The charging treefather struck the minotaur and dealt a whopping four wounds, but three of them were regenerated! The mino retaliated and dealt three unsaved wounds, unexpectedly winning combat! The tree passed its stubborn test but the writing was on the wall…
    The wildhorns continued their killing spree: the Beastlord dodged the Druid’s Crush attack and killed him in return, while the wildhorns sent the remaining archers fleeing off the board. The wildhorns pivoted, bringing the treefather within charge range.



    TURN 4 – Beast Herds

    Both the Beastlord on chariot and my Wildhorns charged the Treefather, and both made it in! The Longhorn ambushers finally appeared, and ambushed in the top left corner, to help box in the pathfinders. The last two centaurs moved up to block them too, with the Centaur Chieftain hiding away from the AP3 shots. The raiding chariots and minotaurs in the middle changed course, heading for the rightmost secure target objective.

    The Soothsayer, now unopposed, went once more for Healing Waters on the lone minotaur, then his attempt at stoneskin on the Wildhorns was dispelled, along with the Master of Earth on the Sentinels.

    But all of that didn’t matter: the charging Beastlord did just enough damage to drop the tree, opening up overrun paths for both the Wildhorns and himself into the last Sylvan archer unit.

    TURN 5 – Sylvan Elves

    With the entire army collapsing and the pathfinders boxed in, things looked bleak for the Sylvans. The BSB flanked the GW centaurs, but fluffed his rolls and got two wounds from the Centaur champion in return. The centaurs held and reformed, exposing the BSB to a rear charge/overrun from the Wildhorns who slaughtered the Sylvan Archers to an elf.



    Meanwhile the Pathfinders tried in vain to panic the Longhorns, leaving 5 longhorns alive after a disappointing volley. The Sentinels to the right finally killed the remnants of the right Longhorns, but it was too little too late. With the pathfinders pinned down and about to get rear-charged by the overrunning Wildhorns, the Sylvan Elves withdrew, conceding a 20-0 Beast Herds victory!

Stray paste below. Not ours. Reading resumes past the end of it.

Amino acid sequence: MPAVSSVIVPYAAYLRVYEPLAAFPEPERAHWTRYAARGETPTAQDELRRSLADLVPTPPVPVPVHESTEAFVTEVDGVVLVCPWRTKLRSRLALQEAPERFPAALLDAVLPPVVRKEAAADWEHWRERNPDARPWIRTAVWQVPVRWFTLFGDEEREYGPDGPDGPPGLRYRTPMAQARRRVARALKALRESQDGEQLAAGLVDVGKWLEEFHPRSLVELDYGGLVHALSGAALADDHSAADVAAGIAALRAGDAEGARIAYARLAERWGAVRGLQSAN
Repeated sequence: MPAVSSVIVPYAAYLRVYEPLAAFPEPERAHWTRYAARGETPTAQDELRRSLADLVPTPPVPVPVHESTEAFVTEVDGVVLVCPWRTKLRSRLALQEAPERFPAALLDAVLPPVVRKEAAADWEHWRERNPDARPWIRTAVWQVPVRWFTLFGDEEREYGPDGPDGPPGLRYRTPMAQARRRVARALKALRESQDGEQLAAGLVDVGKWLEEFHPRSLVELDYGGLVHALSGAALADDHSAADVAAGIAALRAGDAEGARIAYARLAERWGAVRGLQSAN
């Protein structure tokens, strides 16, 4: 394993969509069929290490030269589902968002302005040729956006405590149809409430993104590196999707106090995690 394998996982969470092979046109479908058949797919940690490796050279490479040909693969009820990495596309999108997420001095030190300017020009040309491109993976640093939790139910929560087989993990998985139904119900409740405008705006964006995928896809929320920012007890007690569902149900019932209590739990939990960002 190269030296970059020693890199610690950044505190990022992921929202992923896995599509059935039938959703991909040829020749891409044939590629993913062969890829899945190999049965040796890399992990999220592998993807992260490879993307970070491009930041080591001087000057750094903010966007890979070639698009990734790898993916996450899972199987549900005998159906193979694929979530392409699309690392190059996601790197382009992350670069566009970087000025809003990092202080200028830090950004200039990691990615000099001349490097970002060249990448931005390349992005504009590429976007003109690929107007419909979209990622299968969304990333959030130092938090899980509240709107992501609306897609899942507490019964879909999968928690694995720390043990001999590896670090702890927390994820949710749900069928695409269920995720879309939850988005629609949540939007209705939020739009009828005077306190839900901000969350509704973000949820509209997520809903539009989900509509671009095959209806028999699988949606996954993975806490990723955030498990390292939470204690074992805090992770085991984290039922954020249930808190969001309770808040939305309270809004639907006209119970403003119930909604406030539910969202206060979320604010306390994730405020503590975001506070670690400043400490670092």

AFTERMATH:

    What a way to end the tournament! The Beasts were able to dictate the pace of the game from the get-go, but a couple of good charge rolls turned the battle into a massacre. Discussing the battle with my opponent, one thing that we identified as the turning point was the Wildhorn charge into the Dryads: he considered that the Dryads had good odds of holding the charge (in reality he didn’t), and didn’t predict the wide Wildhorn reform that could take the beasts out of the Treefather’s arc of sight. As it turned out, the Dryad’s spectacular performance on the first round of combat proved to be a blessing for me, as I was then able to break them and pivot before charging again on my turn. Reforming the Dryads in a wider formation to get more attacks in could have helped, but at the risk of lowering the number of ranks and allowing me to keep steadfast in the grind for longer.

    It would not be fair to give a shout out to the single Minotaur who, after killing some Dryads, tanked not one but two Treefathers aided by Healing Waters, and practically executed both of them. The joys of Battle Focus and S7 ap4 attacks!

    Overall, I think that the pre-game approach was a sound one: spreading across the entire battlefield and playing the two secure targets apart from one another forced the Sylvans to split up their forces in hopes of holding on all fronts. This gave my hard hitters the required openings to push up the middle and engage the less maneuverable elements. Long charges were involved in this process, but that’s a given against avoidance: my advice is to always attempt the long charges if there is no downside to them; after all, you only need one to connect in order to start messing up with the enemy’s plans. Jens was an absolute gentleman and a pleasure to play against; here’s hoping we’ll get a chance at the rematch on a real table in the future!

    At the time of writing, the round against Denmark isn’t done yet; however, I won’t be able to report back until a couple of weeks after the Ocho, so I opted for a quick writeup so as to not leave you hanging. So far we’ve traded blow for blow and we’re slightly ahead in score with two games remaining: If you ask me, against such opposition that’s amazing news and an achievement in itself regardless of the final result.

    So expect the Round 6 final result, as well as the tournament recap and the usual BH list evaluation in the next article!

    Until then, happy gaming!

    Smith

    642 times read

Comments 1

  • TJKL -

    Well done, great report and glad to see parts of this battle live on UB!